Dinner tickets are $20 per person. To RSVP, email or call 918-869-0978.

Lankford was first elected to represent the 5th Congressional District in 2010, and just won the U.S. Senate race to finish out Tom Coburn's term earlier this month.

History made: Republicans surpass Democrats in registration

Andrew W. Griffin | November 20, 2014

OKLAHOMA CITY  - For the first time in Oklahoma history, registered Republican voters outnumber registered Democrat voters, on a report released today by the Oklahoma State Election Board.

As of Thursday morning, there were 884,136 registered Republicans and 883,876 registered Democrats. Also included were 258,651 independent voters and eight Americans Elect voters.

Political junkies have been predicting that sometime during the fall of 2014 that the flip would occur.

For the county-by-county breakdown, go here.

Note: Back in January 2013, I correctly guessed the OKGOP would pass the ODP in 2014.

Thursday, November 20, 2014

Op-Ed: A GOP for America's future

A GOP for America's future

Note: This piece was co-authored by seven philosophically and geographically diverse conservatives who believe the GOP must lead in 2015. Our proposals outline a path that will accomplish this goal for the betterment of America.

On Election Day, the GOP won the Senate, held the House, and made solid gains in several states. The party can rightly claim a mandate from voters.

But what is that mandate? Speaker John Boehner and Senate Minority Leader Mitch McConnell have promised that Congress would move on tax reform, the national debt, and repealing the Affordable Care Act. We hope that they follow through -- but given the GOP's tendency to overpromise and under-deliver, we have our doubts.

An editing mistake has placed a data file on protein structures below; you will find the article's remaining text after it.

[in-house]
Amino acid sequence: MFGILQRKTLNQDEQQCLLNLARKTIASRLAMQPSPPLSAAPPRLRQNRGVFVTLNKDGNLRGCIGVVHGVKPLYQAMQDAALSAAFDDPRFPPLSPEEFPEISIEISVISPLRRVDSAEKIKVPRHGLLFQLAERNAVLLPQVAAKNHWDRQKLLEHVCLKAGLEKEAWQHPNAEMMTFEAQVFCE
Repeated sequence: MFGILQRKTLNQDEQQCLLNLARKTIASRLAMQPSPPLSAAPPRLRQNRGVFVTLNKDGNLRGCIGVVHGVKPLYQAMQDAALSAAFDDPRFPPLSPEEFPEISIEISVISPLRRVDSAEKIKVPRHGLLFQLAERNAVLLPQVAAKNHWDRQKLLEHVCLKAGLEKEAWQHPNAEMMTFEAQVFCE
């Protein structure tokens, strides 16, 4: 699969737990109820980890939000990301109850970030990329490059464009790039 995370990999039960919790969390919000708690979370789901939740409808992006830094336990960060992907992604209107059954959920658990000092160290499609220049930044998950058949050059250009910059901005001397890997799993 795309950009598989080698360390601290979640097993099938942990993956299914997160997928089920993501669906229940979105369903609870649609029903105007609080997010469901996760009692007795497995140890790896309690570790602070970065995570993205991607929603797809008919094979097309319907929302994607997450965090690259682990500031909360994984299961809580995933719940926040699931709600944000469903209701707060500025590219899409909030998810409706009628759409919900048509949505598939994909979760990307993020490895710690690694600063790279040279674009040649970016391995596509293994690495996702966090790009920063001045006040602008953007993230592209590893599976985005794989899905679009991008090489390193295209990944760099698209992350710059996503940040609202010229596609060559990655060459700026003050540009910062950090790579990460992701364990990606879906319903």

If the world were run by scientific and mathematical reality, Republicans would pass a constitutional amendment recognizing the scientific fact that we are human beings at conception. They would enact aggressive Social Security and Medicare reform, and revamp the tax code. And they would repeal the Affordable Care Act, eliminate corporate welfare and food stamps, and drastically expand domestic energy access.

However, these goals are not politically possible with President Obama in the White House and a GOP that tends to flinch in the face of tough decisions. So what can be accomplished that would help the nation and convince its conservative base that the party can be trusted?

McConnell and Boehner have outlined good steps. But we, a geographically and philosophically diverse group of conservatives, think they can do better.

First, pass legislation that could garner bipartisan support. Greater transparency and efficiency among the executive and legislative branches should be a top priority. Medicare, Medicaid, and the Defense Department alone face tremendous fraud and improper payments, and the federal government as a whole loses hundreds of billions of dollars annually to mismanagement and duplication.

Expanding drilling opportunities, something supported by many Democrats, would provide more jobs and more tax revenue, reduce environmental harm, and -- over time -- allow the U.S. to reduce its funding of Venezuela, Saudi Arabia, and other nations that abuse human rights and/or provide fertile ground for terrorists.

The GOP should also renounce its relationship with Big Business by refusing to renew tens of billions in special-interest tax preferences at the end of the year, and end nearly $100 billion in federal corporate subsidies. Whether for oil companies, wind farms, NASCAR, or Goldman Sachs, policies that take from middle America to help the wealthy are immoral and fiscally insane.